Movie Review – I.O.U.S.A. (2008)
Sometimes the simplest solutions to daunting problems are the easiest to ignore. There’s a small snippet from a Saturday Night Live skit featuring Steve Martin and Amy Poehler as a regular American couple who are having trouble comprehending a new book written by Chris Parnell called, “Don’t Buy Stuff You Cannot Afford.” The basic message is incredibly self-evident but being a comedy sketch Steve Martin continues to be befuddled, as he agonizingly can’t seem to wrap his brain around such an inherently simple concept. We can laugh and shake our heads but it highlights a greater issue – most people don’t follow this advice including the US Federal government.
Economics has always been a rather dry topic with enough jargon and abstract ideas to confuse even the savviest citizen. Deficits and overall debt of a country is an even more obtuse subject that politicians seem to pay lip service to but never have been able to convey clearly to the public. I.O.U.S.A. is a documentary that attempts to shed some needed light onto the topic by highlighting the need to pay down the national debt of the United States of America. It attempts to present the argument in basic layman language or as much as it can afford to dumb down the inherently complicated mesh of the problem at hand.
For the most part, director and writer Patrick Creadon follows the exploits of David Walker, the former comptroller general and Robert Bixby who runs the nonprofit Concord Coalition who ally with one another in an effort to travel across America on a “Fiscal Wakeup” tour to educate anyone who will listen to them about the perils of a spiraling deficit. Their enthusiasm for their cause is infallible but the duo find themselves playing to small crowds made up of generally more mature folk who seem to have more affinity for the problem at hand. Often times they are interviewed by local broadcasters such as during a stop in New Hamphire where they are verbally promised a slot on the late night news but are instead dropped for a rather moronic tale of someone swallowing their wedding ring. No doubt the task at hand is immense but the duo carries on their crusade in hope that the issue will finally find traction with the public.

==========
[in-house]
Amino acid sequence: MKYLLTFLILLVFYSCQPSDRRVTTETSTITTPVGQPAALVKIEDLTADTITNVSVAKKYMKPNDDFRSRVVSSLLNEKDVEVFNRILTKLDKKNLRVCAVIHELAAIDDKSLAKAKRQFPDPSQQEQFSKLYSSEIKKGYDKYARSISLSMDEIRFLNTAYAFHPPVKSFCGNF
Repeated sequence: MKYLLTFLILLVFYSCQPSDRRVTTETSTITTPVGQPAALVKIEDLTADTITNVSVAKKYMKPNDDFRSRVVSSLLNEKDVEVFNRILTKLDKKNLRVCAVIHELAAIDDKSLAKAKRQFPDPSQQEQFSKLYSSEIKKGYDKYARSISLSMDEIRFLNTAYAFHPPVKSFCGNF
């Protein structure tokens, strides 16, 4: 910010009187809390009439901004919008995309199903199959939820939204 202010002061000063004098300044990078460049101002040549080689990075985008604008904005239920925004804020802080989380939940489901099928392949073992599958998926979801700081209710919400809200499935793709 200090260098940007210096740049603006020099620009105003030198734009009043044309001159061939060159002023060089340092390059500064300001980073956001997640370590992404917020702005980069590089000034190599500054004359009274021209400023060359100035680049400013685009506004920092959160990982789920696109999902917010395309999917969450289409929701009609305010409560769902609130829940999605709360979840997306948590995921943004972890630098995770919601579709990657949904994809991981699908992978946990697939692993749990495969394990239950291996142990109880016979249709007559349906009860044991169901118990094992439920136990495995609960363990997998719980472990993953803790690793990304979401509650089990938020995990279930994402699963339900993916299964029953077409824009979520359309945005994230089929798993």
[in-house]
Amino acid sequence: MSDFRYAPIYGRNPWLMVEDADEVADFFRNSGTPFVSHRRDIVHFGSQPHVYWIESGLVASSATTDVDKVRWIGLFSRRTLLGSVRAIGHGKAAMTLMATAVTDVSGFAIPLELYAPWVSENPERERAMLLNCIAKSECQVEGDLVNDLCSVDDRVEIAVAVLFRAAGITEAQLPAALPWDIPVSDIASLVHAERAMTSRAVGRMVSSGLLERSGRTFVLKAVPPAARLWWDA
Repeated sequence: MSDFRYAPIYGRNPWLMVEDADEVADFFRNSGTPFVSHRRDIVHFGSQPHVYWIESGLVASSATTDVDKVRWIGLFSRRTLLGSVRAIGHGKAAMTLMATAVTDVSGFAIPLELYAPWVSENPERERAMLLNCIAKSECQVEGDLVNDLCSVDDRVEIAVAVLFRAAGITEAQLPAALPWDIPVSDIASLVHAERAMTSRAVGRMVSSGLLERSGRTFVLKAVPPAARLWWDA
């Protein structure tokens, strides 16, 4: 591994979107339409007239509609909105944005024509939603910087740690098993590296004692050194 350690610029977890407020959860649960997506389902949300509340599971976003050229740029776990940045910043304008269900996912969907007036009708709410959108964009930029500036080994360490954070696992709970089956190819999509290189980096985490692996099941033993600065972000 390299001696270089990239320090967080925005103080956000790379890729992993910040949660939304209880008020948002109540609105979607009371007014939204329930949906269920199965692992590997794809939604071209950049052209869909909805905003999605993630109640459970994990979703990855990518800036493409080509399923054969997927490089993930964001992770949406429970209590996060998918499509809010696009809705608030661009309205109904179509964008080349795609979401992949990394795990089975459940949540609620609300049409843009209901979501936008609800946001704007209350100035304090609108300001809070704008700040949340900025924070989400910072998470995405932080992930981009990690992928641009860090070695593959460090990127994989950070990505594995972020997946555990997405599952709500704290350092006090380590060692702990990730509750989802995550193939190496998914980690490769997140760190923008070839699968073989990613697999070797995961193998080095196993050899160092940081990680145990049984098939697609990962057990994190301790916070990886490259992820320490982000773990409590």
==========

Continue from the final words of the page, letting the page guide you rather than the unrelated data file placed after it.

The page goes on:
Of course, it doesn’t help when the public at hand has zero interest and has absolutely no understanding of even basic economic news. Interspersed throughout the documentary are interviews with common citizens who are asked questions such as, “How big is the US Deficit?” or “How do countries borrow money they need?” The interviewees suddenly appear like they’ve been caught like deer in a pair of headlights as they stumble for any sort of coherent answer. Needless to say, not one gets it correct. Most, if not all, don’t even come close. I’m sure no ill intent was directed to these people but watching each person flub each question will make any viewer weary as to the general population’s intellect. Then again, I myself am not to surprised as we’ve seen similar segments on late night television such as on Jay Leno or Conan O’Brien where they wander the street asking seemingly easy questions that everyone gets wrong.
The documentary itself presents a reasonably non-partisan case that goes out of its way to not place blame on either party although there is a strong undercurrent that runs throughout that hints of the filmmaker’s lack of respect for, at that time, the current President George W. Bush who pops up every now and then to deliver yet another whopper of a statement such as when a reporter asks, “Do you think there’s a risk of a recession? How do you rate that?” to which he replies, “Ask the economists. I think I only got a B-minus in economics. But I got an A-plus in cutting taxes.”
You could almost hear the collective groans from all the reporters who were present when he uttered his response. It doesn’t take a genius to realize just how flippant that remark turned out to be and it probably didn’t help that Bush basically chuckled and smirked at his own reply.